SEARCH UNIVERSITY LIBRARIES WEBSITE
Prepared by Mary Beth Aust July 3, 1980; Prepared for the Web by Mikhail Slobodinskii, June 23, 1999
1 record storage box, 1 cubic foot, Storage
This collection is housed in a climate-controlled environment off site and requires at least up to three weeks for retrieval. Please call or email the department with requests for this material prior to planning your visit.
Scope and Content
Through the efforts of Patricia Burnett, Field Representative of the Ohio Labor History Project, and Roger Meade, Director of the Ohio Labor History Project, the American History Research Center at Kent State University obtained the records of the International Association of Machinists (IAM), Local 1519, from Donald W. Hoaglund, Secretary-Treasurer of 1519. The Archives received the records on February 28, 1980.
The Auto Mechanics Local 1519, chartered on May 22, 1934 in Youngstown, Ohio, is an affiliate of the American Federation of Labor-Congress of Industrial Organizations (A.F.L.-C.I.O.), and the Ohio State Council of Machinists. Formerly, it was associated with the Central Labor Council as well as the United Labor Council. In August, 1935, it became affiliated with the Ohio Federation of Labor. On July 14, 1965, Auto Mechanics Local 1519 changed its name to Local 1519 of the International Association of Machinists and Aerospace Workers (IAMAW).
The materials in this collection consist of the bound minute books of Local 1519. With the exception of the period from September, 1940, through September, 1942, the minutes cover a time span of forty years, beginning in May, 1934 and ending in June, 1974. The volumes are arranged chronologically.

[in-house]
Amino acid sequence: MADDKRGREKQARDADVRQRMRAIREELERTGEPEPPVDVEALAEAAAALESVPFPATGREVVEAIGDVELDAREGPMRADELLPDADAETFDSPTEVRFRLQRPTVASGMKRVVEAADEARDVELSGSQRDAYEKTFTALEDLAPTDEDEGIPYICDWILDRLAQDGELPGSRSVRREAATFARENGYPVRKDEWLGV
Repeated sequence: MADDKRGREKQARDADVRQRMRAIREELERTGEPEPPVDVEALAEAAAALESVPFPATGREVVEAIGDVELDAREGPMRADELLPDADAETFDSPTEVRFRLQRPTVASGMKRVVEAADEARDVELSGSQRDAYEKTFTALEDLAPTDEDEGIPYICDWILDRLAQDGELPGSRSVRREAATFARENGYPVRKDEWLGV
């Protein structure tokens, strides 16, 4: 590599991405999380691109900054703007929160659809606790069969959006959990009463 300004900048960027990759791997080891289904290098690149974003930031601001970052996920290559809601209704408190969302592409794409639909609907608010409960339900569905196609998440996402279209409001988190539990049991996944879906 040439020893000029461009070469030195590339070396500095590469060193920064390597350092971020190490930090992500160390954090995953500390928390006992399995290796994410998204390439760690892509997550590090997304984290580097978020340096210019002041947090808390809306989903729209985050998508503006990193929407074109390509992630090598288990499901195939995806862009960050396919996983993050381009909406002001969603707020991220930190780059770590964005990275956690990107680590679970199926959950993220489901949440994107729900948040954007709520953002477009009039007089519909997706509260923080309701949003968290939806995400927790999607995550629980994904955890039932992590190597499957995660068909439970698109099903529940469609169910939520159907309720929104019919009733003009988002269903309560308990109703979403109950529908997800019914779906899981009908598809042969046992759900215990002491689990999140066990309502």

These records will prove valuable to the researcher concerned with labor history and the local concerns of union members in the Youngstown area. Wage and hour agreements, strike negotiations and agreements, new memberships and local 1519 elections are included in the business of the union. Information on the reaction to political issues and candidates, as well as the interaction between the various local unions, may also be found within the collection.
If used in conjunction with other collections available in the Archives such as the records of the Diocese of Youngstown; the International Association of Machinists, Local Union 200 and Local Union 404; Bricklayers, Masons and Plasterers' International Union, Local Union 8; and other Youngstown related material, these records should offer insights into the concerns of organized labor on the local level. Researchers interested in local history should also find them of value.
The Union has kindly agreed to dedicate both literary and property rights to the Archives.
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